The president of the United States, Donald Trump, said he was willing to personally sign a peace agreement with the Taliban, while the truce began on Saturday between the government of Afghanistan and Islamic extremist groups.
Before starting a visit to India, Trump said “I want to see how this one-week truce period works … If it works in the next week, I would put my name on it. It’s time to go home.” The treaty, which will be signed this February 29 in Doha, would allow the progressive withdrawal of the 12,000 US soldiers remaining in Afghanistan.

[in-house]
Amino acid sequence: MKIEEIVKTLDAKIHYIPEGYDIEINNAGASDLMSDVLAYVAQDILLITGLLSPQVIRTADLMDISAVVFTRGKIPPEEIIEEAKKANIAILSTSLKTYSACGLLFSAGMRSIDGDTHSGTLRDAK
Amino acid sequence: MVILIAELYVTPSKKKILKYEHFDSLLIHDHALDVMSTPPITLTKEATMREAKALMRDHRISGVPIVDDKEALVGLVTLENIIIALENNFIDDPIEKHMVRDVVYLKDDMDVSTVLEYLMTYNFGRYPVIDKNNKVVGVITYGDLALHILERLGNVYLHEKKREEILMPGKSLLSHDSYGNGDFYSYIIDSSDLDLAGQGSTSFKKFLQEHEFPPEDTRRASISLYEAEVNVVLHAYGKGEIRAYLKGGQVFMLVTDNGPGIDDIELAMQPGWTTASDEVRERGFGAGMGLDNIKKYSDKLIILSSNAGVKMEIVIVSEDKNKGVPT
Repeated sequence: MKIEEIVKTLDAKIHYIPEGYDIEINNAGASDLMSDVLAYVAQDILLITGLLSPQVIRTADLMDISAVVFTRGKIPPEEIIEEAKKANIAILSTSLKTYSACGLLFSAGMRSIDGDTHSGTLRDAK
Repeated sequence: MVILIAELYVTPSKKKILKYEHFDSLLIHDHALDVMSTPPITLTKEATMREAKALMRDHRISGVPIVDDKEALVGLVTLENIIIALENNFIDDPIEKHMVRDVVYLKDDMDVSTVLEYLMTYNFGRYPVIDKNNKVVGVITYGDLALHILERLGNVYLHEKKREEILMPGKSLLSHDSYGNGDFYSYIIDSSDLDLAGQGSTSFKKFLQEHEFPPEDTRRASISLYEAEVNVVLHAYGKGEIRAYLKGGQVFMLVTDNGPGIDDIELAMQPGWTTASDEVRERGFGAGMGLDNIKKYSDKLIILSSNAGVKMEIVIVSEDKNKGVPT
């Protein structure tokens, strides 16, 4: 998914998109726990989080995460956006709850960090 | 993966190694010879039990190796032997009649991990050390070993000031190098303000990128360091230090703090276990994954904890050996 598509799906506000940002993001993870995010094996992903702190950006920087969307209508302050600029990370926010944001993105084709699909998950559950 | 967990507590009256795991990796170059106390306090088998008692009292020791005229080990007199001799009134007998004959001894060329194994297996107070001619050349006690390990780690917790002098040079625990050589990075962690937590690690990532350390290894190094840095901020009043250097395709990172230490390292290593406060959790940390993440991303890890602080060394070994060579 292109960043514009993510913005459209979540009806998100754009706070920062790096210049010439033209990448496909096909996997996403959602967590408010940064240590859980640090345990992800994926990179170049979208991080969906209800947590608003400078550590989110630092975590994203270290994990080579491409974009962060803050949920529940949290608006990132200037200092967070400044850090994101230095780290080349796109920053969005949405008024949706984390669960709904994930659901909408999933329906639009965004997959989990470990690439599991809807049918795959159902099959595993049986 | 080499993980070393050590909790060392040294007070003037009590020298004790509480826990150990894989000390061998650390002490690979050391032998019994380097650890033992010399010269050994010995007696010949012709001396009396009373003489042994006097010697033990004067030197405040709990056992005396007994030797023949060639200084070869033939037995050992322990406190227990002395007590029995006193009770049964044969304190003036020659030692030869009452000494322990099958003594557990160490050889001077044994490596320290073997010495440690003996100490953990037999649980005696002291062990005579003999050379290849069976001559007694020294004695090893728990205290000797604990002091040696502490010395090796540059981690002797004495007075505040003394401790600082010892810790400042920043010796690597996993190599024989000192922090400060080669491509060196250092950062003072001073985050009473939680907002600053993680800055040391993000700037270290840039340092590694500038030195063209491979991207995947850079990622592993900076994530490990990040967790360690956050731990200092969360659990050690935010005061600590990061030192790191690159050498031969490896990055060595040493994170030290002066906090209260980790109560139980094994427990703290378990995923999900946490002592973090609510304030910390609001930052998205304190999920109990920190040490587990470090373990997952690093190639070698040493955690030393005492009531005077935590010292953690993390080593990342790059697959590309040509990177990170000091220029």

The suspension of hostilities has been mostly respected this Sunday, despite some minor clashes in the provinces of Kandahar, Badajshan and Kunduz. “Overall, we are seeing a reduction in violence,” said Afghan Interior Minister Massud Andarabi.RELATED
After the death of two soldiers on Saturday in Balj province, Taliban spokesman Zabihulá Mujahid recalled that “every shot of the Mujahideen should not be considered a violation” of the pact because “it is not a ceasefire.”
According to the United Nations Assistance Mission in Afghanistan, 3,404 civilians were killed and 6,989 were injured in the country during 2019.